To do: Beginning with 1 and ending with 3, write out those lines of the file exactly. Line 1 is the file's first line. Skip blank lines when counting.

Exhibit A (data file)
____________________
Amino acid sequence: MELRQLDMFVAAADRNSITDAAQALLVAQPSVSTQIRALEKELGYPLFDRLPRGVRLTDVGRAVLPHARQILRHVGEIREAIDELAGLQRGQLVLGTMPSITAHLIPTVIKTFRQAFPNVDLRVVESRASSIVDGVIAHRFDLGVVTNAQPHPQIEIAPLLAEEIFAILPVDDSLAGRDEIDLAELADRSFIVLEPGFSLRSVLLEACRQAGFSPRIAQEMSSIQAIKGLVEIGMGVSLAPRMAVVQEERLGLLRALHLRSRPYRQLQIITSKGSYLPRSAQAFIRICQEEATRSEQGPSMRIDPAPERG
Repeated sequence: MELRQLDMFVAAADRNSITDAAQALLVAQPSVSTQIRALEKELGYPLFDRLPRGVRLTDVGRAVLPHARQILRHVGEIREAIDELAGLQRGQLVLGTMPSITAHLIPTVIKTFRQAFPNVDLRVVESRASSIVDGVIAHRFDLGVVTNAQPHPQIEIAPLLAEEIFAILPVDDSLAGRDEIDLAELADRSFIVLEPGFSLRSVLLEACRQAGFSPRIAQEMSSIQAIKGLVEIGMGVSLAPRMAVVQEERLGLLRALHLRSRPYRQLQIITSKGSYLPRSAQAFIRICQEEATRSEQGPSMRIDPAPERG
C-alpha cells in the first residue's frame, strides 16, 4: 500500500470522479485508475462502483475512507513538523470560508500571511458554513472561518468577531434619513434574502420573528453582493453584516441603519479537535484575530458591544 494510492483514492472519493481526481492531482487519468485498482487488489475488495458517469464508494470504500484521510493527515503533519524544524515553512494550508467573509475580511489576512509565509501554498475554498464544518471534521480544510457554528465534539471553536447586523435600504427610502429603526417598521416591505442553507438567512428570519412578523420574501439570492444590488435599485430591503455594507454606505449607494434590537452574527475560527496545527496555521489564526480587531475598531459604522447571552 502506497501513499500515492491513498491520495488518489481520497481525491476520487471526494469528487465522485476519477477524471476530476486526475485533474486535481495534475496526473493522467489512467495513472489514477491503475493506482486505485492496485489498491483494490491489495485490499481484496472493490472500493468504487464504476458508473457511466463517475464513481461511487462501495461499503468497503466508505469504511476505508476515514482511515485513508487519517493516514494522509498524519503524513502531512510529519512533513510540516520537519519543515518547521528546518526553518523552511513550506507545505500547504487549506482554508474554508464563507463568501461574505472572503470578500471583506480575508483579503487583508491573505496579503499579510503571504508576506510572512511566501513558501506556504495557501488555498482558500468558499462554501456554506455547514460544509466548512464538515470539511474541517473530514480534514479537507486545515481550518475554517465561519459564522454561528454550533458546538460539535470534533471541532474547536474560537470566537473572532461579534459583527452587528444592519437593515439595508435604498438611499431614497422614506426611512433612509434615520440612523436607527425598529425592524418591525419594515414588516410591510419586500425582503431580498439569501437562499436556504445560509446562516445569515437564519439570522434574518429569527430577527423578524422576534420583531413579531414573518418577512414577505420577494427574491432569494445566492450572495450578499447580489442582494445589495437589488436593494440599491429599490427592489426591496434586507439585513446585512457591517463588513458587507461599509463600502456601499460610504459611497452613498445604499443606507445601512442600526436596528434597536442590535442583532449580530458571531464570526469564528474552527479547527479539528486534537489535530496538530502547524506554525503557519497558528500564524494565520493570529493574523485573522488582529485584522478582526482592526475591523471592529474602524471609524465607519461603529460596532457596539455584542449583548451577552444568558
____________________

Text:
Amino acid sequence: MELRQLDMFVAAADRNSITDAAQALLVAQPSVSTQIRALEKELGYPLFDRLPRGVRLTDVGRAVLPHARQILRHVGEIREAIDELAGLQRGQLVLGTMPSITAHLIPTVIKTFRQAFPNVDLRVVESRASSIVDGVIAHRFDLGVVTNAQPHPQIEIAPLLAEEIFAILPVDDSLAGRDEIDLAELADRSFIVLEPGFSLRSVLLEACRQAGFSPRIAQEMSSIQAIKGLVEIGMGVSLAPRMAVVQEERLGLLRALHLRSRPYRQLQIITSKGSYLPRSAQAFIRICQEEATRSEQGPSMRIDPAPERG
Repeated sequence: MELRQLDMFVAAADRNSITDAAQALLVAQPSVSTQIRALEKELGYPLFDRLPRGVRLTDVGRAVLPHARQILRHVGEIREAIDELAGLQRGQLVLGTMPSITAHLIPTVIKTFRQAFPNVDLRVVESRASSIVDGVIAHRFDLGVVTNAQPHPQIEIAPLLAEEIFAILPVDDSLAGRDEIDLAELADRSFIVLEPGFSLRSVLLEACRQAGFSPRIAQEMSSIQAIKGLVEIGMGVSLAPRMAVVQEERLGLLRALHLRSRPYRQLQIITSKGSYLPRSAQAFIRICQEEATRSEQGPSMRIDPAPERG
C-alpha cells in the first residue's frame, strides 16, 4: 500500500470522479485508475462502483475512507513538523470560508500571511458554513472561518468577531434619513434574502420573528453582493453584516441603519479537535484575530458591544 494510492483514492472519493481526481492531482487519468485498482487488489475488495458517469464508494470504500484521510493527515503533519524544524515553512494550508467573509475580511489576512509565509501554498475554498464544518471534521480544510457554528465534539471553536447586523435600504427610502429603526417598521416591505442553507438567512428570519412578523420574501439570492444590488435599485430591503455594507454606505449607494434590537452574527475560527496545527496555521489564526480587531475598531459604522447571552 502506497501513499500515492491513498491520495488518489481520497481525491476520487471526494469528487465522485476519477477524471476530476486526475485533474486535481495534475496526473493522467489512467495513472489514477491503475493506482486505485492496485489498491483494490491489495485490499481484496472493490472500493468504487464504476458508473457511466463517475464513481461511487462501495461499503468497503466508505469504511476505508476515514482511515485513508487519517493516514494522509498524519503524513502531512510529519512533513510540516520537519519543515518547521528546518526553518523552511513550506507545505500547504487549506482554508474554508464563507463568501461574505472572503470578500471583506480575508483579503487583508491573505496579503499579510503571504508576506510572512511566501513558501506556504495557501488555498482558500468558499462554501456554506455547514460544509466548512464538515470539511474541517473530514480534514479537507486545515481550518475554517465561519459564522454561528454550533458546538460539535470534533471541532474547536474560537470566537473572532461579534459583527452587528444592519437593515439595508435604498438611499431614497422614506426611512433612509434615520440612523436607527425598529425592524418591525419594515414588516410591510419586500425582503431580498439569501437562499436556504445560509446562516445569515437564519439570522434574518429569527430577527423578524422576534420583531413579531414573518418577512414577505420577494427574491432569494445566492450572495450578499447580489442582494445589495437589488436593494440599491429599490427592489426591496434586507439585513446585512457591517463588513458587507461599509463600502456601499460610504459611497452613498445604499443606507445601512442600526436596528434597536442590535442583532449580530458571531464570526469564528474552527479547527479539528486534537489535530496538530502547524506554525503557519497558528500564524494565520493570529493574523485573522488582529485584522478582526482592526475591523471592529474602524471609524465607519461603529460596532457596539455584542449583548451577552444568558